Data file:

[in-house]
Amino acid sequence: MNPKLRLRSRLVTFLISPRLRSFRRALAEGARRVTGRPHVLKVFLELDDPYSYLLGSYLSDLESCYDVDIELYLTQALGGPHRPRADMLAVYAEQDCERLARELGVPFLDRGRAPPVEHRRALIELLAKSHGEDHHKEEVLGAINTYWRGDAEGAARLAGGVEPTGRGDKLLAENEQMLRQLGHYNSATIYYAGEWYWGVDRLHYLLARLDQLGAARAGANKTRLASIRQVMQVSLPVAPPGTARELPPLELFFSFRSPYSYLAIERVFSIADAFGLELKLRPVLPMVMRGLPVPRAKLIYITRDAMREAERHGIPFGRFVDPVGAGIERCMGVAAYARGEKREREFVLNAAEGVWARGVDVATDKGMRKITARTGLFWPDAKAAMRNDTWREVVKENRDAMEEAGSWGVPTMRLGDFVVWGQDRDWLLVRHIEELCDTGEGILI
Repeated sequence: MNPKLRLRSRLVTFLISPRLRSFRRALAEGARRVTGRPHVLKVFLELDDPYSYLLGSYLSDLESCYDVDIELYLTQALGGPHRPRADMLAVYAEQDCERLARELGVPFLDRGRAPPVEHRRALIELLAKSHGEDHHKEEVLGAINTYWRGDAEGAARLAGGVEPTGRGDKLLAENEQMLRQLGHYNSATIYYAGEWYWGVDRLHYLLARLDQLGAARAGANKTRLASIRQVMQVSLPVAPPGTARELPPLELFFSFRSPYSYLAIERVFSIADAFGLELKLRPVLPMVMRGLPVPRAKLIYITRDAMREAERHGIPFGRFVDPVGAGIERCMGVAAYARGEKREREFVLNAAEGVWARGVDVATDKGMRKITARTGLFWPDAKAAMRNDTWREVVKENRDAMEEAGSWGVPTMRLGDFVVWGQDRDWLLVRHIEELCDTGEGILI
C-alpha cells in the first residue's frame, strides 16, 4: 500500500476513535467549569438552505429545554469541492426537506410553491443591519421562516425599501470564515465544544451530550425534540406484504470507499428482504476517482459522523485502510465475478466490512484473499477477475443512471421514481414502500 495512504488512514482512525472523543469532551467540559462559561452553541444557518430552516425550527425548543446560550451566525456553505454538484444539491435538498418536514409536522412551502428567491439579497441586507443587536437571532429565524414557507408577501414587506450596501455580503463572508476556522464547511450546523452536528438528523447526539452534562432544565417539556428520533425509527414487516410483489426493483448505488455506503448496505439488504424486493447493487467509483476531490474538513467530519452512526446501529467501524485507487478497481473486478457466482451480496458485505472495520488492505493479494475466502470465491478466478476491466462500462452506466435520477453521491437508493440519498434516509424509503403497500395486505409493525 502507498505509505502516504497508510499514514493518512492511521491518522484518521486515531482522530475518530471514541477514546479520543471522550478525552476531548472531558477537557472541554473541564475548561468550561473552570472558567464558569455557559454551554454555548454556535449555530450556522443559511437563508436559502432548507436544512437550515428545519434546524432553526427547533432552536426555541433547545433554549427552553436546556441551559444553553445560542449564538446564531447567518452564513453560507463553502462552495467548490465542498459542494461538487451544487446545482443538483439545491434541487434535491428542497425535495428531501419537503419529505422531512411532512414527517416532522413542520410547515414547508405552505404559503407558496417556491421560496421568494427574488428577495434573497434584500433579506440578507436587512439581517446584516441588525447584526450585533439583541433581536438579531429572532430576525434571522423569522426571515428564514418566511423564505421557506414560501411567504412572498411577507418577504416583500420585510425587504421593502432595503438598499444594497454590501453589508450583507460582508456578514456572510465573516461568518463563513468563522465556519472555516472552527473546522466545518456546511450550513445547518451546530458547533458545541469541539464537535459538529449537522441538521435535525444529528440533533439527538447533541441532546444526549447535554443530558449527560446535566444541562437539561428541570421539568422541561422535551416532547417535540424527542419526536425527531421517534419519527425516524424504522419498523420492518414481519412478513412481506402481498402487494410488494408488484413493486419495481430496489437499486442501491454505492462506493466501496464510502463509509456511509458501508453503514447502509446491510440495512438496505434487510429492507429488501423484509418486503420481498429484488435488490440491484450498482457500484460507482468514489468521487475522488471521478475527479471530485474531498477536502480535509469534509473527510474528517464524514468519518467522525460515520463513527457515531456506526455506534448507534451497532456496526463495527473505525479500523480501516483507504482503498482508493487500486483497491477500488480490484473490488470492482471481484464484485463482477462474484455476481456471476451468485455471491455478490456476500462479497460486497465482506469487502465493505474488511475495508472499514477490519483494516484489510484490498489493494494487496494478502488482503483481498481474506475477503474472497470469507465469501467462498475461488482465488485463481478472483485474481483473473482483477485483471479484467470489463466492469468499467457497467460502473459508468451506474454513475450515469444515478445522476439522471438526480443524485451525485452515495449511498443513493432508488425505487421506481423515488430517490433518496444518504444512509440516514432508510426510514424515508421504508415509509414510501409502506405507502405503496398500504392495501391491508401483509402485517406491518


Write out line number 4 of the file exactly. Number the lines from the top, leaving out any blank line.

C-alpha cells in the first residue's frame, strides 16, 4: 500500500476513535467549569438552505429545554469541492426537506410553491443591519421562516425599501470564515465544544451530550425534540406484504470507499428482504476517482459522523485502510465475478466490512484473499477477475443512471421514481414502500 495512504488512514482512525472523543469532551467540559462559561452553541444557518430552516425550527425548543446560550451566525456553505454538484444539491435538498418536514409536522412551502428567491439579497441586507443587536437571532429565524414557507408577501414587506450596501455580503463572508476556522464547511450546523452536528438528523447526539452534562432544565417539556428520533425509527414487516410483489426493483448505488455506503448496505439488504424486493447493487467509483476531490474538513467530519452512526446501529467501524485507487478497481473486478457466482451480496458485505472495520488492505493479494475466502470465491478466478476491466462500462452506466435520477453521491437508493440519498434516509424509503403497500395486505409493525 502507498505509505502516504497508510499514514493518512492511521491518522484518521486515531482522530475518530471514541477514546479520543471522550478525552476531548472531558477537557472541554473541564475548561468550561473552570472558567464558569455557559454551554454555548454556535449555530450556522443559511437563508436559502432548507436544512437550515428545519434546524432553526427547533432552536426555541433547545433554549427552553436546556441551559444553553445560542449564538446564531447567518452564513453560507463553502462552495467548490465542498459542494461538487451544487446545482443538483439545491434541487434535491428542497425535495428531501419537503419529505422531512411532512414527517416532522413542520410547515414547508405552505404559503407558496417556491421560496421568494427574488428577495434573497434584500433579506440578507436587512439581517446584516441588525447584526450585533439583541433581536438579531429572532430576525434571522423569522426571515428564514418566511423564505421557506414560501411567504412572498411577507418577504416583500420585510425587504421593502432595503438598499444594497454590501453589508450583507460582508456578514456572510465573516461568518463563513468563522465556519472555516472552527473546522466545518456546511450550513445547518451546530458547533458545541469541539464537535459538529449537522441538521435535525444529528440533533439527538447533541441532546444526549447535554443530558449527560446535566444541562437539561428541570421539568422541561422535551416532547417535540424527542419526536425527531421517534419519527425516524424504522419498523420492518414481519412478513412481506402481498402487494410488494408488484413493486419495481430496489437499486442501491454505492462506493466501496464510502463509509456511509458501508453503514447502509446491510440495512438496505434487510429492507429488501423484509418486503420481498429484488435488490440491484450498482457500484460507482468514489468521487475522488471521478475527479471530485474531498477536502480535509469534509473527510474528517464524514468519518467522525460515520463513527457515531456506526455506534448507534451497532456496526463495527473505525479500523480501516483507504482503498482508493487500486483497491477500488480490484473490488470492482471481484464484485463482477462474484455476481456471476451468485455471491455478490456476500462479497460486497465482506469487502465493505474488511475495508472499514477490519483494516484489510484490498489493494494487496494478502488482503483481498481474506475477503474472497470469507465469501467462498475461488482465488485463481478472483485474481483473473482483477485483471479484467470489463466492469468499467457497467460502473459508468451506474454513475450515469444515478445522476439522471438526480443524485451525485452515495449511498443513493432508488425505487421506481423515488430517490433518496444518504444512509440516514432508510426510514424515508421504508415509509414510501409502506405507502405503496398500504392495501391491508401483509402485517406491518